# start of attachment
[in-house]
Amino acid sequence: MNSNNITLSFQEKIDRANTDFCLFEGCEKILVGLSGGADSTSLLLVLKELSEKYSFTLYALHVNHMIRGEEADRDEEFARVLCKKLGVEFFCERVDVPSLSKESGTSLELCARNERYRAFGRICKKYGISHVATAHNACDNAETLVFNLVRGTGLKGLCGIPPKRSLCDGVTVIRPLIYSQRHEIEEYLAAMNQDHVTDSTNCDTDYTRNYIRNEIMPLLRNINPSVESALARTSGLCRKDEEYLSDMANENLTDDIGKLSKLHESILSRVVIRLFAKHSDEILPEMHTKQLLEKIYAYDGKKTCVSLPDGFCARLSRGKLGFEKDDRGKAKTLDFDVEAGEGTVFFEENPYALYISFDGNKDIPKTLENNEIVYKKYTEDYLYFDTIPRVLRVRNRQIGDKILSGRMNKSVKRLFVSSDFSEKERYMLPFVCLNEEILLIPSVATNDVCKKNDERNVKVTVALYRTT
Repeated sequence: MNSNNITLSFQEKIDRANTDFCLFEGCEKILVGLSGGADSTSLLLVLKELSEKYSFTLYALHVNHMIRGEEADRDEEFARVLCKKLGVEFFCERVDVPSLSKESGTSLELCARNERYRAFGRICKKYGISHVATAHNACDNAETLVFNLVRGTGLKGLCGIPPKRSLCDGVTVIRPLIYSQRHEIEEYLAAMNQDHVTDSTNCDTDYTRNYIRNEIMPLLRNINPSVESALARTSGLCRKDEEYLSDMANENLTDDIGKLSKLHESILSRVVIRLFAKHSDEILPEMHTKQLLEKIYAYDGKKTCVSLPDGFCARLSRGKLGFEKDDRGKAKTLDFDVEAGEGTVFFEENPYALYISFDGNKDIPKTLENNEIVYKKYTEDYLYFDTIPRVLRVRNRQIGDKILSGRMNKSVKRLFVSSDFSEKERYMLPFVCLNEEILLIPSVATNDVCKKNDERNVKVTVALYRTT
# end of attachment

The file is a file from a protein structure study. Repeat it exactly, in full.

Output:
[in-house]
Amino acid sequence: MNSNNITLSFQEKIDRANTDFCLFEGCEKILVGLSGGADSTSLLLVLKELSEKYSFTLYALHVNHMIRGEEADRDEEFARVLCKKLGVEFFCERVDVPSLSKESGTSLELCARNERYRAFGRICKKYGISHVATAHNACDNAETLVFNLVRGTGLKGLCGIPPKRSLCDGVTVIRPLIYSQRHEIEEYLAAMNQDHVTDSTNCDTDYTRNYIRNEIMPLLRNINPSVESALARTSGLCRKDEEYLSDMANENLTDDIGKLSKLHESILSRVVIRLFAKHSDEILPEMHTKQLLEKIYAYDGKKTCVSLPDGFCARLSRGKLGFEKDDRGKAKTLDFDVEAGEGTVFFEENPYALYISFDGNKDIPKTLENNEIVYKKYTEDYLYFDTIPRVLRVRNRQIGDKILSGRMNKSVKRLFVSSDFSEKERYMLPFVCLNEEILLIPSVATNDVCKKNDERNVKVTVALYRTT
Repeated sequence: MNSNNITLSFQEKIDRANTDFCLFEGCEKILVGLSGGADSTSLLLVLKELSEKYSFTLYALHVNHMIRGEEADRDEEFARVLCKKLGVEFFCERVDVPSLSKESGTSLELCARNERYRAFGRICKKYGISHVATAHNACDNAETLVFNLVRGTGLKGLCGIPPKRSLCDGVTVIRPLIYSQRHEIEEYLAAMNQDHVTDSTNCDTDYTRNYIRNEIMPLLRNINPSVESALARTSGLCRKDEEYLSDMANENLTDDIGKLSKLHESILSRVVIRLFAKHSDEILPEMHTKQLLEKIYAYDGKKTCVSLPDGFCARLSRGKLGFEKDDRGKAKTLDFDVEAGEGTVFFEENPYALYISFDGNKDIPKTLENNEIVYKKYTEDYLYFDTIPRVLRVRNRQIGDKILSGRMNKSVKRLFVSSDFSEKERYMLPFVCLNEEILLIPSVATNDVCKKNDERNVKVTVALYRTT